PAHO is working to strengthen the capacity of over 7000 coders in Latin America and the Caribbean in order to ensure better quality data to inform public health policies.

Washington D.C. 13 March 2019 (PAHO/WHO) –The Pan American Health Organization (PAHO) is providing professionals responsible for capturing accurate data on mortality and morbidity in Latin America and the Caribbean with better training and support. This initiative forms part of efforts to improve the quality, timeliness and consistency of information on which so many public health decisions are based.

Professionals – known as mortality and morbidity coders – have a key role to play in ensuring the quality of vital and health statistics. Coders interpret complex medical information written by doctors in order to determine a patient’s exact diagnosis or their underlying cause of death. In order to do this, they assign the diagnosis with a code from the International Statistical Classification of Disease and Related Health Problems (ICD-10), which are then used to produce standardized local, national and regional health data.

“The work of coders is vital to ensuring the generation of accurate data on morbidity and mortality, which then goes on to inform the planning, monitoring and evaluation of policies to maintain and improve public health,” Dr. Patricia L. Ruiz, Chief a.i of the Information Systems and Platform for Health Unit at PAHO (EIH/IS).

“Despite this responsibility, however, coders often have to interpret complex medical terminology with little to no training on the latest ICD-10 updates. This must be rectified.”

In order to address this issue, PAHO’s Latin American and the Caribbean Network for Strengthening Health Information Systems (RELACSIS) has been working to develop a variety of initiatives to improve the quality of coded morbidity and mortality statistics, enhance the technical capacity of ICD coders in the Region, and provide them with the tools they need to most effectively carry out their jobs.

These initiatives include the design of virtual courses on ICD-10 mortality and morbidity coding such as an online course for medical doctors on how to fill out death certificates, and a two-month online training for student ICD-10 coders. This course guides students on how to interpret medical terms for the correct assignment of codes, how to understand the structure of ICD-10, and how to assign codes to physicians’ diagnoses. Over 250 coders participated in the last course. RELACSIS also created an online platform – The “Dr. Roberto A. Becker Forum” to facilitate technical discussion among ICD-10 coders and nosology experts and to respond to questions they may have.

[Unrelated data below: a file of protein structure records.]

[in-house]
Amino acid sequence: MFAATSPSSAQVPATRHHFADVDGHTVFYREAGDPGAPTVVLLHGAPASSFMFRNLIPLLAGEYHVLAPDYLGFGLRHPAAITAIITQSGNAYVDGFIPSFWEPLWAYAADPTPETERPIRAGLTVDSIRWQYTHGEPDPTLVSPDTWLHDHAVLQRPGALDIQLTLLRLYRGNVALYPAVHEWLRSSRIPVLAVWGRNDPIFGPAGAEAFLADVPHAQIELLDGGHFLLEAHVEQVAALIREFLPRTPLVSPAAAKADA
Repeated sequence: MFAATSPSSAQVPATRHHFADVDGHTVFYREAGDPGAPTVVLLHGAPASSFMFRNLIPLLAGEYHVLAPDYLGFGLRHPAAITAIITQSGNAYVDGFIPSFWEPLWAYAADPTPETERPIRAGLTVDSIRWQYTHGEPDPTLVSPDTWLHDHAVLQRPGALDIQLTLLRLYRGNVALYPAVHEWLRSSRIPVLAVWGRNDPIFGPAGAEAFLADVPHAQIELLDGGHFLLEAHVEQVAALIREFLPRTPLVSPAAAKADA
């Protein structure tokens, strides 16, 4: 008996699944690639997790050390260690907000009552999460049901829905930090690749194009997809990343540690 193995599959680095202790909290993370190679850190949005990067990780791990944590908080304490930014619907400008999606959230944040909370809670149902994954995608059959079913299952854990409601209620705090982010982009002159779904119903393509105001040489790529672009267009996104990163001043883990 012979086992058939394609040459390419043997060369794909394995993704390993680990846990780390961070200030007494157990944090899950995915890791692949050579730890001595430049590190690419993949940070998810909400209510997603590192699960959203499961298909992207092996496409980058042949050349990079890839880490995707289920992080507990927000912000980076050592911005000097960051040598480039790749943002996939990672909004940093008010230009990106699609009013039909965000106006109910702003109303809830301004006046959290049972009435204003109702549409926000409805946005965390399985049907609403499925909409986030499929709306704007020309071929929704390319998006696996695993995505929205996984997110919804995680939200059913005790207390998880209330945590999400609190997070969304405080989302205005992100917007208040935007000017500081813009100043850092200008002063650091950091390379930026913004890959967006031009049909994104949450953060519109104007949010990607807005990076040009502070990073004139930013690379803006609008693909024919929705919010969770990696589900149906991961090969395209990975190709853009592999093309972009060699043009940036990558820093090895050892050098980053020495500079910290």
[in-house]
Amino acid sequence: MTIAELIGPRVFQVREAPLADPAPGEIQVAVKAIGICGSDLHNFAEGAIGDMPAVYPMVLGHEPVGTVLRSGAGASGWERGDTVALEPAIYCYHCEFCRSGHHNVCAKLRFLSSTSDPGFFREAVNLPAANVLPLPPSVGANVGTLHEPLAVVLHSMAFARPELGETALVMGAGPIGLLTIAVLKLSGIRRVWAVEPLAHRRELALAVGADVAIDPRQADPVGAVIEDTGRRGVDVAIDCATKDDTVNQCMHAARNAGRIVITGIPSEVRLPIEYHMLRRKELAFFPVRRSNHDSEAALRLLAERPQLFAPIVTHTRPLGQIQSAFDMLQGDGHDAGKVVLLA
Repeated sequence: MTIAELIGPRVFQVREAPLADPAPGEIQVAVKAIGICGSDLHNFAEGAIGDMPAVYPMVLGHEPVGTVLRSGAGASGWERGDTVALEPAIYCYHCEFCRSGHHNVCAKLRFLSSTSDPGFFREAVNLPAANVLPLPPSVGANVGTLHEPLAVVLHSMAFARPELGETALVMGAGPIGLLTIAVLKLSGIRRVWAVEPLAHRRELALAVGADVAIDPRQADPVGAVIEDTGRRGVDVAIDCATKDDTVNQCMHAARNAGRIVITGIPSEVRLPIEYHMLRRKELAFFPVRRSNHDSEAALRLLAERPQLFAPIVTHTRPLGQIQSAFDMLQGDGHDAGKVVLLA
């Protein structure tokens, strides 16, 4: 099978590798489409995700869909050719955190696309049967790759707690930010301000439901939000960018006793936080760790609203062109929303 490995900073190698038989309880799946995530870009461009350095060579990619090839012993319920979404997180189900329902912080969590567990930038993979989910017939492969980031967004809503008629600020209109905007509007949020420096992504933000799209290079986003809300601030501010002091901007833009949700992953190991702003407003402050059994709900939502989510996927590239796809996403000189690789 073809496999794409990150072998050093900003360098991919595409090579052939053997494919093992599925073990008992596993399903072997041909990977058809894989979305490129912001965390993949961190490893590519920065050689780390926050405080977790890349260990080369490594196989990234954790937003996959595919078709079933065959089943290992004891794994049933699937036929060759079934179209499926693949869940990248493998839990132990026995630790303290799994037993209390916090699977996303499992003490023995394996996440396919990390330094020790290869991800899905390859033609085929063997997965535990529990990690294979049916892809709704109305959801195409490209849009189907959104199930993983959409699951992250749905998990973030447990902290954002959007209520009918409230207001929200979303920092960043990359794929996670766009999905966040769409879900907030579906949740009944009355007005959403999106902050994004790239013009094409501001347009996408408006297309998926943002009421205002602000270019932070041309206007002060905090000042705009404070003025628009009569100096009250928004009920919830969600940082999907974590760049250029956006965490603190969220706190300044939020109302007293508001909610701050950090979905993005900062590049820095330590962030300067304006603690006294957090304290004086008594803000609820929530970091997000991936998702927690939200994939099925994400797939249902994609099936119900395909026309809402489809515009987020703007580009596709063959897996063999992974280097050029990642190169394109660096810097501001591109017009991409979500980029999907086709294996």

A regional census on mortality and morbidity coders has also been carried out in order to determine, for the first time, their demographics, working environment and competency level. This census revealed that there are around 7,000 coders in Spanish-speaking countries of Latin America and the Caribbean and will enable more targeted interventions to support this essential workforce.

Regional Meeting of coders

In November 2018, the “First Regional Meeting of Mortality and Morbidity Coders” was held in Mexico City. The aim of this conference was to highlight the fundamental role of coders in facilitating the production of informed health policy in the Region, and to provide them with the supported needed to carry out this function at the highest possible level.

During this meeting, RELACSIS, along with Collaborating Centers for the WHO Family of International Classifications (FIC) in Argentina (CACE), Cuba (CECUCE) and Mexico (CEMECE), agreed to continue to work towards advocating for better recognition of the vital work of ICD coders and to arrange for coders to come together to exchange ideas, experiences and perspectives about the role, and to discuss their specific technical needs.

Strengthening vital statistics

These initiatives all form part of PAHO’s Action Plan to Strengthen Vital Statistics (2017-2022). This plan focuses on improving the vital role of coders by establishing a register of coders; providing training and skill development according to coder needs; preparing coders for ICD-11 in 2022; expanding initiatives to coders from the English-speaking Caribbean; and developing a vocational qualification to ensure the professional development of coders.